The liquidator of Nathan Tinkler's Patinack Farm believes its 240 staff are likely to lose their jobs tomorrow.
Patinack Farm Administration is involved in horse racing and was forced into liquidation today by the Federal Court over a debt of around $17,000 to WorkCover South Australia.
Patinack says it was an administrative error but the liquidator believes the company's total outstanding debts come to more than $4 million.
Liquidator Tony Matthews says the workers will be sacked unless the company comes up with some money.
"I've discussed with one of the directors of the company my ability to employ, and I have stated that if I don't have funds in my liquidation account by tomorrow morning, I'll have no alternative but to terminate the employees," Mr Matthews said.
"I understand that WorkCover Queensland is owed in excess of $163,000 and the Australian Taxation Office is owed in excess of $4 million.
He believes the company may struggle to pay.
"The information I have about the assets of the company are that there aren't very many," he said.
Mr Matthews is calling on workers to contact him.
"I've asked that any person that believes they are an employee of the company should contact my office and advise of their particulars, and in particular the amount they claim is owed by the company, because at the moment I've asked for a contact list of employees but as yet I haven't received that." Liquidated Patinack Farm, the owner of more than 1,300 horses including Caulfield Guineas winner All Too Hard, was the second Tinkler company to be liquidated in as many days.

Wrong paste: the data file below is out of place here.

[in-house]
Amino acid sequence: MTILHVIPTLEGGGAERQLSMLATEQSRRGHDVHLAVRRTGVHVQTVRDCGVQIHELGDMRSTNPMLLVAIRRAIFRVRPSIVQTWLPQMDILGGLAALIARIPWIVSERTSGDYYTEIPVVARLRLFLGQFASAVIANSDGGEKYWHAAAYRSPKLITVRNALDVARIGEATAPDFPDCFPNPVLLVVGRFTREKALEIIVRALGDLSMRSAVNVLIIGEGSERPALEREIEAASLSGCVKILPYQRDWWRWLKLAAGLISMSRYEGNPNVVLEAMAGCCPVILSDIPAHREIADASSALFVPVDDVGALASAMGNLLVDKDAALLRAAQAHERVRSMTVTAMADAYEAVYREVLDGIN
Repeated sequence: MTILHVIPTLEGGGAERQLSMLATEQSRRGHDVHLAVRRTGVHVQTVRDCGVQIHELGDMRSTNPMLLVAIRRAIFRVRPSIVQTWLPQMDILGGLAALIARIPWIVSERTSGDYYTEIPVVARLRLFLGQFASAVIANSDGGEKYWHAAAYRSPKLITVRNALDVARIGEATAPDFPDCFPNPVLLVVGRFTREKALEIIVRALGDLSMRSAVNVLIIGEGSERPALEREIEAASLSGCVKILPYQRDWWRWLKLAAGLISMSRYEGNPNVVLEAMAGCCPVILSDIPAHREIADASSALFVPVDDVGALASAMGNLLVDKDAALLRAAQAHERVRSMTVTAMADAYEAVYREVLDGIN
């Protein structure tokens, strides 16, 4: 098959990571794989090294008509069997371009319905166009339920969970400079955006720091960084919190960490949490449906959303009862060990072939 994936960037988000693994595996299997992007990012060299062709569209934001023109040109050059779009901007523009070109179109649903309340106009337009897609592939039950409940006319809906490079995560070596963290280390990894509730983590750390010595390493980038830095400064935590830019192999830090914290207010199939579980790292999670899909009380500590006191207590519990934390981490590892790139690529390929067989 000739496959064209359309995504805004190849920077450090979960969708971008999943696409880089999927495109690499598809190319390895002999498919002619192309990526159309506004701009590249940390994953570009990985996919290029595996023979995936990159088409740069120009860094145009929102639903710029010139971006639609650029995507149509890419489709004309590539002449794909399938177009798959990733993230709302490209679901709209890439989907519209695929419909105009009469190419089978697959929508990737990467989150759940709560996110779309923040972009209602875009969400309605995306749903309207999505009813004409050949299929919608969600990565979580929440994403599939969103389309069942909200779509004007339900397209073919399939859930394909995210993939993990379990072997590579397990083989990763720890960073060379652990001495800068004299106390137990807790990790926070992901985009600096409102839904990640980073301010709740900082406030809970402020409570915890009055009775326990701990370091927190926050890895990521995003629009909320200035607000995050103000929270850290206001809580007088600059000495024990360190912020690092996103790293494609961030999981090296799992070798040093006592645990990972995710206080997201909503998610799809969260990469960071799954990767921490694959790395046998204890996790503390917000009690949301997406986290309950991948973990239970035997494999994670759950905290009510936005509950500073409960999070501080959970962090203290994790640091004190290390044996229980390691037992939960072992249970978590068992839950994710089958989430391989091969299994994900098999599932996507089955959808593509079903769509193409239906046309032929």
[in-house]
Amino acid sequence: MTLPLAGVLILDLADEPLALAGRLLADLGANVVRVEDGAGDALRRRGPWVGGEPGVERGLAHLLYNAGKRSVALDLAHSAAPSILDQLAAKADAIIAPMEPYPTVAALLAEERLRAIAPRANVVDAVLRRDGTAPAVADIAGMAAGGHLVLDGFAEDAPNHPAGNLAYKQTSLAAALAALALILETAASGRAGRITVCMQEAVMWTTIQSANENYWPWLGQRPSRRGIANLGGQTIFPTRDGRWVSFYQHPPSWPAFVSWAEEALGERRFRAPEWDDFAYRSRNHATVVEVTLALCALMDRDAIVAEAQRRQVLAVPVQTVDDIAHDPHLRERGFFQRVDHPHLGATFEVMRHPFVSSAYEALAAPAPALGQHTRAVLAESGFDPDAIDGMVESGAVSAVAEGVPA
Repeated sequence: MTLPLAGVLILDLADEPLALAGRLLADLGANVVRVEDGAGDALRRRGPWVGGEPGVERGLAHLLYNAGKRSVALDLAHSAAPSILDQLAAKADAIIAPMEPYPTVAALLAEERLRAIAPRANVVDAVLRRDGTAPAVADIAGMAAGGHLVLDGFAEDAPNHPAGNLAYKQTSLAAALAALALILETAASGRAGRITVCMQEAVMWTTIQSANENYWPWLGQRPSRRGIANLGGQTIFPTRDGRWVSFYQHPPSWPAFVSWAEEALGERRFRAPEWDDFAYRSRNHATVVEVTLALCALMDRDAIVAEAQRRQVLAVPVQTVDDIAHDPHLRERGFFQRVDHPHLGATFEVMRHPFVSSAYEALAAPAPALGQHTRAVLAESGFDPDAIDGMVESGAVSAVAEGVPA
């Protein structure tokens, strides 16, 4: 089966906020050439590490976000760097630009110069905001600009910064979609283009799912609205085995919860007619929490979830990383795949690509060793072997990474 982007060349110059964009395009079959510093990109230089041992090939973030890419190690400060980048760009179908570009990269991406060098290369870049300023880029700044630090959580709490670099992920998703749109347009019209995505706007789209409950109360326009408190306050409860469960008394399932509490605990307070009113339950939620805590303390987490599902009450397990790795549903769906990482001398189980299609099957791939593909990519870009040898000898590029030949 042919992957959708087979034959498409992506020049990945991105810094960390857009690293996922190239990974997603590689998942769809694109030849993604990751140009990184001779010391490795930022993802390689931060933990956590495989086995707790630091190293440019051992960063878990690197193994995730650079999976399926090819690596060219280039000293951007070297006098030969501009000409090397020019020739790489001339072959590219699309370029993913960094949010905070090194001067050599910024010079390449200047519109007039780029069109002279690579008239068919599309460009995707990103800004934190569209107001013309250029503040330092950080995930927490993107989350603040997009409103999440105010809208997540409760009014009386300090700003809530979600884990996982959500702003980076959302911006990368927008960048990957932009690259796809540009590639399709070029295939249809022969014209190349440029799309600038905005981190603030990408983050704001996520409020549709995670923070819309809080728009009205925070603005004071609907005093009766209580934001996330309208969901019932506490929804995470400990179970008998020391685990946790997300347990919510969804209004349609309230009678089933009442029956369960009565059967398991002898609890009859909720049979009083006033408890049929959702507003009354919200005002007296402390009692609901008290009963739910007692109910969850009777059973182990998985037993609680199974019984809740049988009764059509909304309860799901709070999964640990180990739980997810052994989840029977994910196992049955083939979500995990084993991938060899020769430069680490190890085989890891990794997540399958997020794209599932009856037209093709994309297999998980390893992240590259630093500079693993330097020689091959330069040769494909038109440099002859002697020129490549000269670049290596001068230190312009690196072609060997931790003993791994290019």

WorkCover Queensland supported WorkCover South Australia in its application and the two were also awarded just over $4,000 in costs between them.
Hunter Sports Group says the liquidation of Patinack will have no impact on Mr Tinkler's sporting teams, the Newcastle Knights and the Newcastle Jets.
A HSG spokeswoman said there was an administrative error in the WorkCover matter made by an associated company of Patinack Farm.
She said all outstanding debts, as well as costs, were in the process of being paid and it was business as usual for the two teams.
The news came a day after the NSW Supreme Court ordered another of Mr Tinkler's companies, Mulsanne Resources, be wound up for debts close to $30 million.
Mr Tinkler has managed to settle other lawsuits to avoid liquidation or a public expose of his finances.
In those deals last month, Tinkler companies paid $17 million to property firm Mirvac Group and $2 million to mining services company Sedgman Ltd.
Mr Tinkler, who had long held a dream to make it big in the "sport of kings", had splashed out more than $300 million since 2007 to build his Patinack horse racing business, including $19 million on 59 horses at one sale in 2008.
Last week, Patinack said it would sell hundreds more of its horses and shut down its Melbourne stable to cut costs after a rapid expansion in recent years.